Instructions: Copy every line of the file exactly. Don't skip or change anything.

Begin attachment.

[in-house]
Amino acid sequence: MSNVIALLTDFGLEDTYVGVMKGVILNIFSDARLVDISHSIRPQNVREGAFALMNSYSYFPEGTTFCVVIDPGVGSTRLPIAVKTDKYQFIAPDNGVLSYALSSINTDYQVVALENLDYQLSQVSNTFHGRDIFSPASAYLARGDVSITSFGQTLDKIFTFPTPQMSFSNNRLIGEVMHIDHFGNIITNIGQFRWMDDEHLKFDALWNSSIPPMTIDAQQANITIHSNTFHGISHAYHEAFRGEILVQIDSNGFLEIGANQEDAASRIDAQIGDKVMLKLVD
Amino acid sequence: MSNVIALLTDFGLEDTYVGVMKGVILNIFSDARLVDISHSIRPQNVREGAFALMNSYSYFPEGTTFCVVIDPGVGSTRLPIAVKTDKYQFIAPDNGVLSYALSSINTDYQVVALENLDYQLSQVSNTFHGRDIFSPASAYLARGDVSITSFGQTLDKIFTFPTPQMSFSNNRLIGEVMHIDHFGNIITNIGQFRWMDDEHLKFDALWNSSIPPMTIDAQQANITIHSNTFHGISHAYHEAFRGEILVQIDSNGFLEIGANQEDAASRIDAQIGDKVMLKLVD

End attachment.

[in-house]
Amino acid sequence: MSNVIALLTDFGLEDTYVGVMKGVILNIFSDARLVDISHSIRPQNVREGAFALMNSYSYFPEGTTFCVVIDPGVGSTRLPIAVKTDKYQFIAPDNGVLSYALSSINTDYQVVALENLDYQLSQVSNTFHGRDIFSPASAYLARGDVSITSFGQTLDKIFTFPTPQMSFSNNRLIGEVMHIDHFGNIITNIGQFRWMDDEHLKFDALWNSSIPPMTIDAQQANITIHSNTFHGISHAYHEAFRGEILVQIDSNGFLEIGANQEDAASRIDAQIGDKVMLKLVD
Amino acid sequence: MSNVIALLTDFGLEDTYVGVMKGVILNIFSDARLVDISHSIRPQNVREGAFALMNSYSYFPEGTTFCVVIDPGVGSTRLPIAVKTDKYQFIAPDNGVLSYALSSINTDYQVVALENLDYQLSQVSNTFHGRDIFSPASAYLARGDVSITSFGQTLDKIFTFPTPQMSFSNNRLIGEVMHIDHFGNIITNIGQFRWMDDEHLKFDALWNSSIPPMTIDAQQANITIHSNTFHGISHAYHEAFRGEILVQIDSNGFLEIGANQEDAASRIDAQIGDKVMLKLVD